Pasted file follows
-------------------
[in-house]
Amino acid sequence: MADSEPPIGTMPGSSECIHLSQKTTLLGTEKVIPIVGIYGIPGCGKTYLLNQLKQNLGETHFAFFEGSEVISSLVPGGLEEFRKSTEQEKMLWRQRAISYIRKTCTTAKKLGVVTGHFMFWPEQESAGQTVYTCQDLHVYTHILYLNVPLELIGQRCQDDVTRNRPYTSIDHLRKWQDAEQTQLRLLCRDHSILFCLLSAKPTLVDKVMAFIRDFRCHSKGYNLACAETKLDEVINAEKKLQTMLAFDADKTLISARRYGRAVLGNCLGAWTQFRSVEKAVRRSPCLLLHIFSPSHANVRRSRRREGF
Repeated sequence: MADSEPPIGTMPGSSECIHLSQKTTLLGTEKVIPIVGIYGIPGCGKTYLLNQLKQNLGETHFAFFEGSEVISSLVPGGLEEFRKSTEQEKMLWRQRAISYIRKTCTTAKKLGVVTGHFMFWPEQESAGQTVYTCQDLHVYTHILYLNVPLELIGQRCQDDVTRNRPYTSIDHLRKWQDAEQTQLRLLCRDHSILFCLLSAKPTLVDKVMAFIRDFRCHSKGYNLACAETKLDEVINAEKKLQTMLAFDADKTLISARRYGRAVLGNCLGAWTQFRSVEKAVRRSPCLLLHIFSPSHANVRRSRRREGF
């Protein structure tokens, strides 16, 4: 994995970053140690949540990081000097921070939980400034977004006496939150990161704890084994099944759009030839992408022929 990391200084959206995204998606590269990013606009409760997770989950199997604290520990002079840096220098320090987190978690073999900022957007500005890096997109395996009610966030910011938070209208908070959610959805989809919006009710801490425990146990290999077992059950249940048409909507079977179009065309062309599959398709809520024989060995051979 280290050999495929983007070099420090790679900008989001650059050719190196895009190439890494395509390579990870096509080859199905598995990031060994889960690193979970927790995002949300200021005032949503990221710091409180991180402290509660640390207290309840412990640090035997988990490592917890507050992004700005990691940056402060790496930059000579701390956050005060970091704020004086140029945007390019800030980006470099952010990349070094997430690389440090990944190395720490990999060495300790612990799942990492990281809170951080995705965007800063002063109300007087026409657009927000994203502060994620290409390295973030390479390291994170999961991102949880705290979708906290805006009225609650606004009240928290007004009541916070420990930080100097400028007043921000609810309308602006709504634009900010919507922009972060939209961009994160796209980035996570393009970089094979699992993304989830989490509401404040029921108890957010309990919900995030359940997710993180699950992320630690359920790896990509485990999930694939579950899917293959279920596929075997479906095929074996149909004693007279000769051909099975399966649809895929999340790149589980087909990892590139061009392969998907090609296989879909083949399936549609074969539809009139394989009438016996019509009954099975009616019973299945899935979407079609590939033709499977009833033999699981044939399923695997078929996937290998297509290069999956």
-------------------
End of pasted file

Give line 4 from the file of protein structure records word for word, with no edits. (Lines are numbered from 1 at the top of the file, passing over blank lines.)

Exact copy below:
């Protein structure tokens, strides 16, 4: 994995970053140690949540990081000097921070939980400034977004006496939150990161704890084994099944759009030839992408022929 990391200084959206995204998606590269990013606009409760997770989950199997604290520990002079840096220098320090987190978690073999900022957007500005890096997109395996009610966030910011938070209208908070959610959805989809919006009710801490425990146990290999077992059950249940048409909507079977179009065309062309599959398709809520024989060995051979 280290050999495929983007070099420090790679900008989001650059050719190196895009190439890494395509390579990870096509080859199905598995990031060994889960690193979970927790995002949300200021005032949503990221710091409180991180402290509660640390207290309840412990640090035997988990490592917890507050992004700005990691940056402060790496930059000579701390956050005060970091704020004086140029945007390019800030980006470099952010990349070094997430690389440090990944190395720490990999060495300790612990799942990492990281809170951080995705965007800063002063109300007087026409657009927000994203502060994620290409390295973030390479390291994170999961991102949880705290979708906290805006009225609650606004009240928290007004009541916070420990930080100097400028007043921000609810309308602006709504634009900010919507922009972060939209961009994160796209980035996570393009970089094979699992993304989830989490509401404040029921108890957010309990919900995030359940997710993180699950992320630690359920790896990509485990999930694939579950899917293959279920596929075997479906095929074996149909004693007279000769051909099975399966649809895929999340790149589980087909990892590139061009392969998907090609296989879909083949399936549609074969539809009139394989009438016996019509009954099975009616019973299945899935979407079609590939033709499977009833033999699981044939399923695997078929996937290998297509290069999956």